If there's something you want to talk about, then communicate that. It's a two-way street.
Although couples feel they are completely in sync with one another a new study has revealed that not all couples can tell when their partner is sad unless they cry, or express themselves.
A spouse - usually the primary social supporter for a person - may often fail to realise when their partner is sad, lonely or feeling down.
"We found that when it comes to the normal ebb and flow of daily emotions, couples aren't picking up on those occasional changes in 'soft negative' emotions like sadness or feeling down," said Chrystyna Kouros, an associate professor at the Southern Methodist University in the US.
Even when a negative mood isn't related to the relationship, it ultimately can be harmful to a couple, said Kouros, lead author on the study published in the journal Family Process.
"Failing to pick up on negative feelings one or two days is not a big deal. But if this accumulates, then down the road it could become a problem for the relationship," she said.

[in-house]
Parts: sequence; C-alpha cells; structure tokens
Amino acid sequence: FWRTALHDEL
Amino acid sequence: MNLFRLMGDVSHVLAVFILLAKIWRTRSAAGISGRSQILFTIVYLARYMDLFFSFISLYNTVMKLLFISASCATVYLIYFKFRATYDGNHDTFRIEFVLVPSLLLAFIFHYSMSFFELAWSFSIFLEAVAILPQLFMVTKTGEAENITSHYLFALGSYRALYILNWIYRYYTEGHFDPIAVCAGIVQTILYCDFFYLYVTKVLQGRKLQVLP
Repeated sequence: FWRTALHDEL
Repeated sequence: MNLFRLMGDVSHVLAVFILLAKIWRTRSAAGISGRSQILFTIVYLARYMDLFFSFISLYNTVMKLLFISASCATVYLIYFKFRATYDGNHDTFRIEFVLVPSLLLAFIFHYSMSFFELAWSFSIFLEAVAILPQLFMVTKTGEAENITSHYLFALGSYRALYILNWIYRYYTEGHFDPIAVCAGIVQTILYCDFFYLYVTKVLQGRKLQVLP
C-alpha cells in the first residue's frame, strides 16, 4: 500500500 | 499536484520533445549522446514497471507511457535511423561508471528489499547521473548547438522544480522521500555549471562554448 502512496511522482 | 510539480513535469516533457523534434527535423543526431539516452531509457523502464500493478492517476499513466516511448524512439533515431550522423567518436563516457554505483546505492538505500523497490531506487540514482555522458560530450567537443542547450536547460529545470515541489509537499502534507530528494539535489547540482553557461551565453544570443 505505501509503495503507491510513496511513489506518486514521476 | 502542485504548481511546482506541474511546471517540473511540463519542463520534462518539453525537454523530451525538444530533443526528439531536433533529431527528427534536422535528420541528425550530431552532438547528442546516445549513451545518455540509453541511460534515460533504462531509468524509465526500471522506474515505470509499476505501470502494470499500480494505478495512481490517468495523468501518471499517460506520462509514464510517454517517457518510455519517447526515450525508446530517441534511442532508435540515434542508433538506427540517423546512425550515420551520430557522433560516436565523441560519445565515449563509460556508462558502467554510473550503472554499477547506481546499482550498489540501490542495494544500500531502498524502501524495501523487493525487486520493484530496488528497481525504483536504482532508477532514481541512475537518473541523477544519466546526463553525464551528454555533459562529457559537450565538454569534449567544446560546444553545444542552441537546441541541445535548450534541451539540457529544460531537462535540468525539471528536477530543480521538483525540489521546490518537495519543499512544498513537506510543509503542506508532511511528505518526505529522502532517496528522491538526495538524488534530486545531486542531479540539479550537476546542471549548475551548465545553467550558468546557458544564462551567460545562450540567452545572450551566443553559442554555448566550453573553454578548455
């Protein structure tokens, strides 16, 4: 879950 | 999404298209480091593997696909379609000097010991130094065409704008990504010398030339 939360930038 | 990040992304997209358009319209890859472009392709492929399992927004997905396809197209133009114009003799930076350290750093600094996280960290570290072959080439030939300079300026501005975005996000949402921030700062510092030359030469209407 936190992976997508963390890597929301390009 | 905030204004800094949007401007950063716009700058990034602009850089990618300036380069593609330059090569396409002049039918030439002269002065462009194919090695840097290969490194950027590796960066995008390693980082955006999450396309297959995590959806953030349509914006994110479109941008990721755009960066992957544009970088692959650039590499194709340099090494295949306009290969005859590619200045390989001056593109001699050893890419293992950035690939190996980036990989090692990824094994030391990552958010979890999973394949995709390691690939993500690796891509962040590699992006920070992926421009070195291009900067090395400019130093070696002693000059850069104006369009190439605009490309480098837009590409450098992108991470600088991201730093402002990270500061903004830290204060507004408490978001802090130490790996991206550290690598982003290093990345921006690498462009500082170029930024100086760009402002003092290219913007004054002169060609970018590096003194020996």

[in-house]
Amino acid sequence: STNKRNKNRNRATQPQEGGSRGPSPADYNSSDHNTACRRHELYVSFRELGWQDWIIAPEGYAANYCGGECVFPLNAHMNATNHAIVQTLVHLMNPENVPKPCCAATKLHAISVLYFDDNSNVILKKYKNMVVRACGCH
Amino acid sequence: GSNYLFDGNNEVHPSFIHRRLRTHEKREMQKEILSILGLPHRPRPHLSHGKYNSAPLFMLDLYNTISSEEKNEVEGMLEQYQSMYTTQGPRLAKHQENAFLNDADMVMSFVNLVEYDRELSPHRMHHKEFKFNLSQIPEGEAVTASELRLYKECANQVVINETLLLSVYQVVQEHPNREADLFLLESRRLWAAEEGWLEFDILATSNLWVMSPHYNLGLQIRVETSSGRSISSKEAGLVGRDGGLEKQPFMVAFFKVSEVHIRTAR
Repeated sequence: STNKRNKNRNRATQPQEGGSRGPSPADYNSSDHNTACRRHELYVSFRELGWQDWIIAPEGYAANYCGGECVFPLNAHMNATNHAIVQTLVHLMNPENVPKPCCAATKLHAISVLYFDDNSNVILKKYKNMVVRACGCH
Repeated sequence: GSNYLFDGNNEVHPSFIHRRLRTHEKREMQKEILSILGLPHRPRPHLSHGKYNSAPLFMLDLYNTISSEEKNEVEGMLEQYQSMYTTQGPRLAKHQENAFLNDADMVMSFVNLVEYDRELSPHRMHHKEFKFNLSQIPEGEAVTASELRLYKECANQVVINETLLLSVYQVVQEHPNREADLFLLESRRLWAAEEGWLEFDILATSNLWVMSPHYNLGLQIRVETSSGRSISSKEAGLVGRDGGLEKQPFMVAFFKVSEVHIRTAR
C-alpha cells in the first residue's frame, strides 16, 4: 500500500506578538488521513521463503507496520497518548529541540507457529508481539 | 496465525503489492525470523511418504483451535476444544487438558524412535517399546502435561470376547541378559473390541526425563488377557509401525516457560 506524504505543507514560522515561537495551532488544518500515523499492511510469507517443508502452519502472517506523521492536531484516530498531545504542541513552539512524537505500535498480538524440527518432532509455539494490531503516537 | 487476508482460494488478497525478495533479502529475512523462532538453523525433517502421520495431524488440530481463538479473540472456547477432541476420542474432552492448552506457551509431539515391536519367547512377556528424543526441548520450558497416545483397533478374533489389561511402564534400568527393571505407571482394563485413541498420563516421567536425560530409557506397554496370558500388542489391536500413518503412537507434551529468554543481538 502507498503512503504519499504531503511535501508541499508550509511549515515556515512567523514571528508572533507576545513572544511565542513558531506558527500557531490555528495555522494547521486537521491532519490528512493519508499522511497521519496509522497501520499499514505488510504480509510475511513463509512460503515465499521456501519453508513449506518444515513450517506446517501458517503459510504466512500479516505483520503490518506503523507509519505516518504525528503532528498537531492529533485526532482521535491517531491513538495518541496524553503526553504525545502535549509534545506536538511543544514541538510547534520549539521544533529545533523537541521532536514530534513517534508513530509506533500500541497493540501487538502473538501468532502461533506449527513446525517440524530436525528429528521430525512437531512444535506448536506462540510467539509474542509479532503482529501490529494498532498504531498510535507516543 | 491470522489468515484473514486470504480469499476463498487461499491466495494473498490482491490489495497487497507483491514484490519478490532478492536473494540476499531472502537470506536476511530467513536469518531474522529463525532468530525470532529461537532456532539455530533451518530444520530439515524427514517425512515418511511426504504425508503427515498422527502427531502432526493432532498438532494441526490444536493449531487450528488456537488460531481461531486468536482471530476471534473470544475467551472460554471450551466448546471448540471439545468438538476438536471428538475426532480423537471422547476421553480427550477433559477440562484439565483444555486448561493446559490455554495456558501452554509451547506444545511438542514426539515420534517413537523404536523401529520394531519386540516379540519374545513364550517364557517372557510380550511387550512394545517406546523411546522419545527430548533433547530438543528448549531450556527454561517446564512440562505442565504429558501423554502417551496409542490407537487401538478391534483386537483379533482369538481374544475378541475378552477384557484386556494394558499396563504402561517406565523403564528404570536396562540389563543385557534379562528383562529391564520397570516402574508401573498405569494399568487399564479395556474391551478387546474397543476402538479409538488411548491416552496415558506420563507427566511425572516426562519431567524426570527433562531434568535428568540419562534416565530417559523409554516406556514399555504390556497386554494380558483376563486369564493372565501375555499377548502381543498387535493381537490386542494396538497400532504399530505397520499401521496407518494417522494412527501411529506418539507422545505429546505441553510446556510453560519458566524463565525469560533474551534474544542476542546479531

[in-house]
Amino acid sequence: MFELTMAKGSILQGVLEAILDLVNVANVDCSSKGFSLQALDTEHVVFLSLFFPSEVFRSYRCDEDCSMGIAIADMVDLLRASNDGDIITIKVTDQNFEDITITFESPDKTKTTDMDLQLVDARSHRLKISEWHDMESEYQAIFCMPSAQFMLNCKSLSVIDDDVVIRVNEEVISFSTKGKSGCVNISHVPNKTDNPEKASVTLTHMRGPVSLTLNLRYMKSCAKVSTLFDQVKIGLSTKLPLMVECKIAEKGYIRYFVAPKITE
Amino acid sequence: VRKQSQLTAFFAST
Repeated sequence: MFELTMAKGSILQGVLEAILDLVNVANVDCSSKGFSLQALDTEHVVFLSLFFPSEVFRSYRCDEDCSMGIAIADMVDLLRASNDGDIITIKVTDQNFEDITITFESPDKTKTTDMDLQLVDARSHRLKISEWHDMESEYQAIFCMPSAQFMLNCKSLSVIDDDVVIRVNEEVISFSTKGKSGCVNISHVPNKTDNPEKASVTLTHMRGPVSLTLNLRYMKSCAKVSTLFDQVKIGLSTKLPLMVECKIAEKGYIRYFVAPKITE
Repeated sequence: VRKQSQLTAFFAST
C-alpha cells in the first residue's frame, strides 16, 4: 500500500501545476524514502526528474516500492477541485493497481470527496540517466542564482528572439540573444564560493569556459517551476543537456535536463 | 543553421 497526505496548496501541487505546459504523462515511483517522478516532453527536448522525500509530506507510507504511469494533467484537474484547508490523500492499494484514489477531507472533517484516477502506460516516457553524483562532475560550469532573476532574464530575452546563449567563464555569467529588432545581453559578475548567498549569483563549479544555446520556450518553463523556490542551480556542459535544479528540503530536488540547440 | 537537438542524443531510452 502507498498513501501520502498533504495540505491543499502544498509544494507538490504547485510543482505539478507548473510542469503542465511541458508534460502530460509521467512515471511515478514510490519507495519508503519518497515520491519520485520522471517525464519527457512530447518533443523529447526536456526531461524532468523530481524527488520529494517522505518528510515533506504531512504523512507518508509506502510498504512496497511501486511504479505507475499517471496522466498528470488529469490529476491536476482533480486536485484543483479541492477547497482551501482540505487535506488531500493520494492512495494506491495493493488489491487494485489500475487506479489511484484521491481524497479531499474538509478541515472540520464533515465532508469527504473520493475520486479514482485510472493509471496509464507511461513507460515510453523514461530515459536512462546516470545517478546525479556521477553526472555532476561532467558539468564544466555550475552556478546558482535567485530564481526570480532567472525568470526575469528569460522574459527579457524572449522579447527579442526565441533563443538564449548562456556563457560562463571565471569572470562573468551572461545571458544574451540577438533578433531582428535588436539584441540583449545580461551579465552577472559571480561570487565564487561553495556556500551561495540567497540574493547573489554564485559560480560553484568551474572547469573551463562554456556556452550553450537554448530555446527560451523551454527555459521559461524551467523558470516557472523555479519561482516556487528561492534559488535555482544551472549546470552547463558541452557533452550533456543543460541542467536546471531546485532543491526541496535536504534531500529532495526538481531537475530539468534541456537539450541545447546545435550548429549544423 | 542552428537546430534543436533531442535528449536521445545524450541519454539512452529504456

"It's these missed opportunities to be offering support or talking it out that can compound over time to negatively affect a relationship," said Kouros.
The finding is consistent with other research that has shown that couples tend to assume their partner feels the same way they are feeling, or thinks the same way they do, she said.
However, when it comes to sadness and loneliness, couples need to be on the look-out for tell-tale signs.
The problem is not one for which couples need to seek therapy, Kouros said.
Instead, she advises couples to stop assuming they know what their partner is feeling and communicate more.
"I suggest couples put a little more effort into paying attention to their partner - be more mindful and in the moment when you are with your partner," she said.
Partners should not assume their spouse is a mind-reader, expecting them to pick up on their emotions.
"If there's something you want to talk about, then communicate that. It's a two-way street," she said.
Participants were 51 couples who completed daily diaries about their mood and the mood of their partners for seven consecutive nights.
The study veers from conventional approaches to the topic, which have relied on interviewing couples in a lab setting about feelings related to conflicts in their relationship.